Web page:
bishop goes on hunger strike to protest police harassment –

0

MANY CLERGY IN NICARAGUA HAVE SUFFERED FROM THEIR OPPOSITION TO THE GOVERNMENT AND ITS POLICIES. In March, President Daniel Ortega expelled the Holy See ambassador.

A Nicaraguan bishop went on an indefinite hunger strike May 19 to protest police harassment. This is just the latest in a series of cases of persecution of the Church in this Latin American country by the regime.

In a video sent to Aid to the Church in Need (ACN), Archbishop Rolando Álvarez of the Diocese of Matagalpa, said he was followed by police all day Thursday, including the evening, when he went dinner at his niece’s house. .

The fact that this harassment now also affects members of his family is, he said, what led him to finally decide to take a stand and announce his hunger strike, subsisting only on food. water and saline solution. “At one point I asked the police why they were there, and they told me it was for my own safety. But we know that in this country insecurity comes precisely from the police, it was they who made me feel in danger,” said Bishop Álvarez, who is also the Apostolic Administrator of the Diocese of Estelí.

“I will fast until the police, through the president or the vice-president of the episcopal conference, and they alone, inform me that they will begin to respect the privacy of my family circle,” he said. he declared in the newspaper. video.

Far from diminishing, however, the persecution has intensified. On May 21, the government ordered the Nicaraguan television provider to cut off broadcasts from Channel 51, the church-run Canal Católico. Moreover, on May 23, in another video sent to the ACN, Bishop Álvarez, who took refuge in the parish of Santo Cristo de las Colinas, in Managua, accused the police of having set up roadblocks to prevent priests from reaching the parish to celebrate Mass with him, and for preventing the faithful from attending Sunday Mass.

Bishop Alvarez

Catholics in Nicaragua and abroad have defended the local Church, and specifically its bishops, including the Episcopal Conferences of Panama and Costa Rica, who have issued statements of support for Bishop Álvarez and another priest, Father Harvy Padilla, who was also harassed by the authorities.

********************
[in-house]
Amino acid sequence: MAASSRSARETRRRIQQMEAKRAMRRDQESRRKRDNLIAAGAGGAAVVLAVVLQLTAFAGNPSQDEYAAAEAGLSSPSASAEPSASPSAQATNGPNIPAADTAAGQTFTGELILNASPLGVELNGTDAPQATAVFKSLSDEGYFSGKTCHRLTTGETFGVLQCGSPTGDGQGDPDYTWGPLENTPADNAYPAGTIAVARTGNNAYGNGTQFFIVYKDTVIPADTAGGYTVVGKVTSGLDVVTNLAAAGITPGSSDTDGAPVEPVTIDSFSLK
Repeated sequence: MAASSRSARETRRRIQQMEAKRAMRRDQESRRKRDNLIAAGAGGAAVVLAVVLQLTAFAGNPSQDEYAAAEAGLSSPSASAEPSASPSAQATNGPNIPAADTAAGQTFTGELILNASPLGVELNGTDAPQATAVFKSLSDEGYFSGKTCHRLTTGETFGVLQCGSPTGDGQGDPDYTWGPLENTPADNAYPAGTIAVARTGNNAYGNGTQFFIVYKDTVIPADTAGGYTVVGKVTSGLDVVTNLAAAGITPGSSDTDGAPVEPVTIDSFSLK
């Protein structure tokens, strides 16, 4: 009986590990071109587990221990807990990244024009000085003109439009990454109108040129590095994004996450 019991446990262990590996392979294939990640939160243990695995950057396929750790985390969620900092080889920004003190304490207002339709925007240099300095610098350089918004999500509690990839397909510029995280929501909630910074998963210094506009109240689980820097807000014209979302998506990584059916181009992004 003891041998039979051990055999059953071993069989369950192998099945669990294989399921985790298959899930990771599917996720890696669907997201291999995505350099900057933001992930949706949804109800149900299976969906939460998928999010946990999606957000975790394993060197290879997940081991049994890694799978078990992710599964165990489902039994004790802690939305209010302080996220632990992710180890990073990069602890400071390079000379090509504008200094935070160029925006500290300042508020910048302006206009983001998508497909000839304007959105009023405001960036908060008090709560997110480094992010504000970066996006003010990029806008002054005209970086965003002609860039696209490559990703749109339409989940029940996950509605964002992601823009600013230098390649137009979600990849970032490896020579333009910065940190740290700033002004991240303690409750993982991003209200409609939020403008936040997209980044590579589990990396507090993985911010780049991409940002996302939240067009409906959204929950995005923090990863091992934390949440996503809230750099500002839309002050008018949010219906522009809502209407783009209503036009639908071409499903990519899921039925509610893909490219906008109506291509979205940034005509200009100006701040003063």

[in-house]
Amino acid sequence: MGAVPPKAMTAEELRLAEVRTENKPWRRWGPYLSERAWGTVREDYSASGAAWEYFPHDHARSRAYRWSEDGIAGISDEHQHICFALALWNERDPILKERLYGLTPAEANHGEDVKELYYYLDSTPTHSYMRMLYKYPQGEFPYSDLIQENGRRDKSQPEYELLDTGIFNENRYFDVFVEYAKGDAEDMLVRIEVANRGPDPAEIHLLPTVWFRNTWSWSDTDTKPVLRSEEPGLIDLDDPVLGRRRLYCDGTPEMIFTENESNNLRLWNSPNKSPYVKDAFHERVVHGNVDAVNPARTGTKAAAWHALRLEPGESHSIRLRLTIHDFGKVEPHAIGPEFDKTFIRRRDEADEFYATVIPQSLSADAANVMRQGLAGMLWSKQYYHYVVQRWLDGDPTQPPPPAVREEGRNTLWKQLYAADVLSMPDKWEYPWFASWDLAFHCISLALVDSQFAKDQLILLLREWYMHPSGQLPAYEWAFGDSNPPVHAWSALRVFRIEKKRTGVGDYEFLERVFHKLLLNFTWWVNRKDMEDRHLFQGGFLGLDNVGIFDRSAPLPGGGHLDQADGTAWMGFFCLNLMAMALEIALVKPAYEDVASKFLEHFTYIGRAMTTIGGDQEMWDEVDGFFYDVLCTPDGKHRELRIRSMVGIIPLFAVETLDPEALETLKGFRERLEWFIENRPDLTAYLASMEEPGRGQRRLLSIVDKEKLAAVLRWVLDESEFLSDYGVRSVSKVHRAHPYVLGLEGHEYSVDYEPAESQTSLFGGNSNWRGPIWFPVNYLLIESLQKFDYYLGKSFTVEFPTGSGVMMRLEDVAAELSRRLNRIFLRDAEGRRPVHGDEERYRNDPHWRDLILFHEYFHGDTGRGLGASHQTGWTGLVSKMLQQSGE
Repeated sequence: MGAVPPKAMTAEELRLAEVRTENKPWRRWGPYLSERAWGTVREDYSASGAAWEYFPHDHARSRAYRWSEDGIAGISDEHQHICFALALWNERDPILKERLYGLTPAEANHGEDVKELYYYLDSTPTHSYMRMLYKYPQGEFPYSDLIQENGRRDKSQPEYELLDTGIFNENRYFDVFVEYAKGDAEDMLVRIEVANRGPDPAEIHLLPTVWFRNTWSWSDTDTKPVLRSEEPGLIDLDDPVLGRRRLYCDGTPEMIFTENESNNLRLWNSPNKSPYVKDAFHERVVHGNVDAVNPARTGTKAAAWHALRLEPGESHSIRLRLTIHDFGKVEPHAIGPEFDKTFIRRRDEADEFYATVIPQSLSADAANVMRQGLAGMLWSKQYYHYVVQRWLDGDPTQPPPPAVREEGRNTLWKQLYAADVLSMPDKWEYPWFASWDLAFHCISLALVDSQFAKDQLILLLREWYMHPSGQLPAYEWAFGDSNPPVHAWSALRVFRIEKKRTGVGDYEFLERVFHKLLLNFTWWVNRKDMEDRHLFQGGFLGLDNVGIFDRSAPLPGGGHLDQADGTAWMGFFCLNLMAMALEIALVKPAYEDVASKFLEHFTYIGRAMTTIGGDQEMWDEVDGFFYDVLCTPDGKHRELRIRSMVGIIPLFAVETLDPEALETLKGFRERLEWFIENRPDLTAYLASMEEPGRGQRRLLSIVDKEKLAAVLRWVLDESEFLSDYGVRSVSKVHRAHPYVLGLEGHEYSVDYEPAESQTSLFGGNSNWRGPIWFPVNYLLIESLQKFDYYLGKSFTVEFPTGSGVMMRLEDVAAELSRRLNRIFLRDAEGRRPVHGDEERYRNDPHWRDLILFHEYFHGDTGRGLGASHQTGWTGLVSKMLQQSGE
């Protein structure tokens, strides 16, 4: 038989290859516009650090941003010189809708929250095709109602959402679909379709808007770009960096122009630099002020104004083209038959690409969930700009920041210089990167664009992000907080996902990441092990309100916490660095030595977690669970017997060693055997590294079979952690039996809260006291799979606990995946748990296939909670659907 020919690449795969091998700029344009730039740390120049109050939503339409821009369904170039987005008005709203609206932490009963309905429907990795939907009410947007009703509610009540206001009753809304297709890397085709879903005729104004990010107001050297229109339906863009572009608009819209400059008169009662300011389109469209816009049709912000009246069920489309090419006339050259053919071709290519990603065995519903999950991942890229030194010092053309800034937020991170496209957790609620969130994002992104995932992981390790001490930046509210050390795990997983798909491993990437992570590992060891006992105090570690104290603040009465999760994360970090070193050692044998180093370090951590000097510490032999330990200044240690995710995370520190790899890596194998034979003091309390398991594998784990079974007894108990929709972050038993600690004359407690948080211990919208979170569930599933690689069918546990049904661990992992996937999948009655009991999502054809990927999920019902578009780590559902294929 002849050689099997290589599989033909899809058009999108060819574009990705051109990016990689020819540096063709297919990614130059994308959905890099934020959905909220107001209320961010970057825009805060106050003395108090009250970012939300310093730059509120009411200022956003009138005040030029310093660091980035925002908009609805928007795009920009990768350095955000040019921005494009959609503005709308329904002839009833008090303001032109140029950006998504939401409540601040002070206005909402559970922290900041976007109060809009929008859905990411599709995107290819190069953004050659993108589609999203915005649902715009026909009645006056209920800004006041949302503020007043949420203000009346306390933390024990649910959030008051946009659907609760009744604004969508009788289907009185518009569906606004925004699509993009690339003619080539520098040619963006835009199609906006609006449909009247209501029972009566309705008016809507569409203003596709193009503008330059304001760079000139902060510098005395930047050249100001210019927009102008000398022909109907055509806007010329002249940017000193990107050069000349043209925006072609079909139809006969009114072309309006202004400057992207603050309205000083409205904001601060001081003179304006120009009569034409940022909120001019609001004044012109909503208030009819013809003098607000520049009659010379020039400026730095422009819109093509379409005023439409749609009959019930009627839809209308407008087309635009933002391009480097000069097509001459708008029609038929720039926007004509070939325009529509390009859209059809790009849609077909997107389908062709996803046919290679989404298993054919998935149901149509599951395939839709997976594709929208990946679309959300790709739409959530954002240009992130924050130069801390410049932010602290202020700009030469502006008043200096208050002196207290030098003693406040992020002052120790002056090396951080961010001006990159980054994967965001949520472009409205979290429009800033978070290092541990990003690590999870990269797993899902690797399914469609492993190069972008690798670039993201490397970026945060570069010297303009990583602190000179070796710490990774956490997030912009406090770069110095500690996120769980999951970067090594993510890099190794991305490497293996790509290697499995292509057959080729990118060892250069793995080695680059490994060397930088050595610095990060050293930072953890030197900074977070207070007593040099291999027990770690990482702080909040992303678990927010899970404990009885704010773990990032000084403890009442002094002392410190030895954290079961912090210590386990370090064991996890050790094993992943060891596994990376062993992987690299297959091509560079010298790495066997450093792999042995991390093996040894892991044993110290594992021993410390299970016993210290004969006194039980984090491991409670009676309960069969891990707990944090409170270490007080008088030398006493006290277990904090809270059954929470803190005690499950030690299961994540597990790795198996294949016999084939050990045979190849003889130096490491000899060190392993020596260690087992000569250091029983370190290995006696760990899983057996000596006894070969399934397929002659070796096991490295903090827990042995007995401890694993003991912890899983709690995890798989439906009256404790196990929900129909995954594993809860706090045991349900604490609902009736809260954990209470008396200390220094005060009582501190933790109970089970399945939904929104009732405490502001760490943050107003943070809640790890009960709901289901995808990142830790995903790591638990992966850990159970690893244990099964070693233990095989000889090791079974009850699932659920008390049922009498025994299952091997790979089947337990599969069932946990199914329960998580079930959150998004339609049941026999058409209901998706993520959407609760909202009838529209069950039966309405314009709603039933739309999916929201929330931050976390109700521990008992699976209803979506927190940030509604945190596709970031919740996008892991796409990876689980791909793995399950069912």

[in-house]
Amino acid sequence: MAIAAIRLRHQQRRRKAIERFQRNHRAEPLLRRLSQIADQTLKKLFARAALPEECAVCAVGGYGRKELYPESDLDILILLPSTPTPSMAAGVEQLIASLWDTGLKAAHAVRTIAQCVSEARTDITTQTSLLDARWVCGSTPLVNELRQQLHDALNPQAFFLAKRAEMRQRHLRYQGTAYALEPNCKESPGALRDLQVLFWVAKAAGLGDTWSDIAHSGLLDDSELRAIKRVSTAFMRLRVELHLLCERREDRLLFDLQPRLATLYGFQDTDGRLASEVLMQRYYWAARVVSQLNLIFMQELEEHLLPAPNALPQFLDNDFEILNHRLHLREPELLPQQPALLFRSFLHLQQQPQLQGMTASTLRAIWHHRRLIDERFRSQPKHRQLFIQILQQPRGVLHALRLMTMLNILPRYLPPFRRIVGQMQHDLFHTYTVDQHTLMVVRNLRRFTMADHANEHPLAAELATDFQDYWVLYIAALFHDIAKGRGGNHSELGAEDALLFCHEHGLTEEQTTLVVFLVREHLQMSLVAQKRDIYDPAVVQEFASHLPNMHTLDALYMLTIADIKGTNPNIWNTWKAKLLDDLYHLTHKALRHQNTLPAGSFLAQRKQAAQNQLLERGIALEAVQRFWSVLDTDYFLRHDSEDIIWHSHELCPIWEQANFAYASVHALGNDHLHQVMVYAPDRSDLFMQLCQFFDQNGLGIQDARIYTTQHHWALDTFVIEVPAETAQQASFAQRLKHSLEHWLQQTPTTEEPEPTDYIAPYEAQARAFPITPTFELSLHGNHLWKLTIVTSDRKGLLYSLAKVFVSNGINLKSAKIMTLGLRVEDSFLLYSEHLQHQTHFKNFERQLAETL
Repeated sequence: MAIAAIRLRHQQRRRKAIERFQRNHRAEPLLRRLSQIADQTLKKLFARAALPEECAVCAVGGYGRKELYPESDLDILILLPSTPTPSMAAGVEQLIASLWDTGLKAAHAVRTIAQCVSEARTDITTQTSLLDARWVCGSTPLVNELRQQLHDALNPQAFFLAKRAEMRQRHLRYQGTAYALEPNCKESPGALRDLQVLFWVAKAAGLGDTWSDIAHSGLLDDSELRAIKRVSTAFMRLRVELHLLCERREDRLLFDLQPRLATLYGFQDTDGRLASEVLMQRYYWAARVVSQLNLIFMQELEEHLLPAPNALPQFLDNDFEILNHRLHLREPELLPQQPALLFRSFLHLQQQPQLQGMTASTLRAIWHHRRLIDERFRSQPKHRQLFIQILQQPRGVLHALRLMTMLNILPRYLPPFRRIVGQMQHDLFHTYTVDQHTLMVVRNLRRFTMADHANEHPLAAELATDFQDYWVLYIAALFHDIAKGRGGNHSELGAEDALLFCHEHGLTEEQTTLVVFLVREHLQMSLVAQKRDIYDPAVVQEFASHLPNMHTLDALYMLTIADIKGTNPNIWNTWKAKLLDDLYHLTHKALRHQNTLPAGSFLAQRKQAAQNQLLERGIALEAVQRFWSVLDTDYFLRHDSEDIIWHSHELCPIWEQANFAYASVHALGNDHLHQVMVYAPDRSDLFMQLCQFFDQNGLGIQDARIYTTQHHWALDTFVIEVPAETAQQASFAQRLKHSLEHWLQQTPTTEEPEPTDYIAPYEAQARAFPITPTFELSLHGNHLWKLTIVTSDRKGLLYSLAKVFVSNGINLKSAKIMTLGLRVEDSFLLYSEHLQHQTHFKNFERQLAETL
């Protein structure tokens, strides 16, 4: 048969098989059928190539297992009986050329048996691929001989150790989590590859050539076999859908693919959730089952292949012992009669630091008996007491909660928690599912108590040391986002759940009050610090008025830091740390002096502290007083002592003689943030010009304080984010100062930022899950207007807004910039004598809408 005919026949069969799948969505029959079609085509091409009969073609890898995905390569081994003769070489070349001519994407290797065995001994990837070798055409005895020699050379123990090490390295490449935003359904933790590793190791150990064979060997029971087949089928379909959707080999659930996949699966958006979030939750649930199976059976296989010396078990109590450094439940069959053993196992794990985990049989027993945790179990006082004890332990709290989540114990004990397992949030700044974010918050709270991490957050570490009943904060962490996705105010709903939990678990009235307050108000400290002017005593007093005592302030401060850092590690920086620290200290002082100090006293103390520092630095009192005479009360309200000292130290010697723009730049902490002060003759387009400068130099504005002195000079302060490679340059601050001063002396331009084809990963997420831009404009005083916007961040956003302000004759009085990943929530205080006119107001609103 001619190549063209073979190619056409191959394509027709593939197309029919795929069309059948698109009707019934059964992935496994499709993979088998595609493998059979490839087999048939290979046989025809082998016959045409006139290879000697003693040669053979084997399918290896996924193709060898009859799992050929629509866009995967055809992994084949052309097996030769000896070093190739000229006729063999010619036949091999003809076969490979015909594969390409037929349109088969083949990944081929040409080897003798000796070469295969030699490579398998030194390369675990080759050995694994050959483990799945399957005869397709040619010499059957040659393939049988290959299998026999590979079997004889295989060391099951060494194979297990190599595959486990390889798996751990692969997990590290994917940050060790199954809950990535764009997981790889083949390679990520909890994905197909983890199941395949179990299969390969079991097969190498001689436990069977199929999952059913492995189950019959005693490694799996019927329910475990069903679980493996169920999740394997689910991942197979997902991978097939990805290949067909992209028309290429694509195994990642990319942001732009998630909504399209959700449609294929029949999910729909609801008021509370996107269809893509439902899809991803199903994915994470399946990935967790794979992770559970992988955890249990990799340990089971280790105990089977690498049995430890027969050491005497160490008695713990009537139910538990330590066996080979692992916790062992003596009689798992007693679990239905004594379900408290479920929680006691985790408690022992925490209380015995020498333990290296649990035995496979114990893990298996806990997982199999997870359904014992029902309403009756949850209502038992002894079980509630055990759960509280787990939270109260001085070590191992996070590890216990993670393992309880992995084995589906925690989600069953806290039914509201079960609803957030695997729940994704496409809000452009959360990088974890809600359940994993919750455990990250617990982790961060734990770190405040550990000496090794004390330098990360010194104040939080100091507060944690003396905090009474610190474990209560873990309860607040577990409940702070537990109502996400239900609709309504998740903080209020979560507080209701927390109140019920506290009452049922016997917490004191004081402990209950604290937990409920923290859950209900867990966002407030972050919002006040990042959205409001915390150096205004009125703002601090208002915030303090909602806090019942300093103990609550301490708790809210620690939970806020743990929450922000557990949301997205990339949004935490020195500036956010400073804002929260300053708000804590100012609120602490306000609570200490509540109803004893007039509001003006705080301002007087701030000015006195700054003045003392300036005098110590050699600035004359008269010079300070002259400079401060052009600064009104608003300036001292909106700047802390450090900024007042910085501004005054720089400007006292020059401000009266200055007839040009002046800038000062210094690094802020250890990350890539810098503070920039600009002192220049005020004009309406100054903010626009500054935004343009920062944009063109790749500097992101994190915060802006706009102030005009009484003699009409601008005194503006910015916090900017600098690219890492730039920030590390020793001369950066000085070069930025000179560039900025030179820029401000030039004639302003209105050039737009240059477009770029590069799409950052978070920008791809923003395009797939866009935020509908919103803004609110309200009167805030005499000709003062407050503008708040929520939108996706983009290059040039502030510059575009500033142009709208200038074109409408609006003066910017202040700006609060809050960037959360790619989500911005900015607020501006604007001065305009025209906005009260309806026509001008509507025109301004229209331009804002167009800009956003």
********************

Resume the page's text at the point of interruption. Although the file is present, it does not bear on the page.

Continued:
Bishop Rolando Álvarez is responsible for the Communication Department of the Episcopal Conference of Nicaragua and has spoken publicly about the situation in his country.

This is just the latest in a series of cases of Church persecution in Nicaragua. The auxiliary bishop of Managua, Silvio Báez, had to leave Nicaragua in 2018 after receiving death threats, and many other clergy have also complained of police harassment. The tension between church and state even led to the expulsion in March of the Apostolic Nuncio, the diplomatic representative of the Holy See, a move the Vatican called “painful”.

In 2020, the Cathedral of Managua was attacked by arsonists, in what is seen as retaliation for the Church’s role in promoting peace in an atmosphere of political and social persecution, a decision strongly condemned by ACN at the time. .

In previous years, the Church had already made waves in the country by showing solidarity with popular protests against the dictatorial regime. As one priest told ACN in 2018: “I am one of the lucky ones. Many priests were forced to flee. But we cannot remain indifferent when people burst into mass because they are killing them. Because the army and the police shoot to kill, aiming at people’s heads, backs and chests.

“The gospel teaches us that we must open our doors to those who are persecuted, and that is what we have done. Our churches have been turned into havens, not opposition planning centers as the government claims,” the priest added.

—Felipe d’Avillez

Share.

Comments are closed.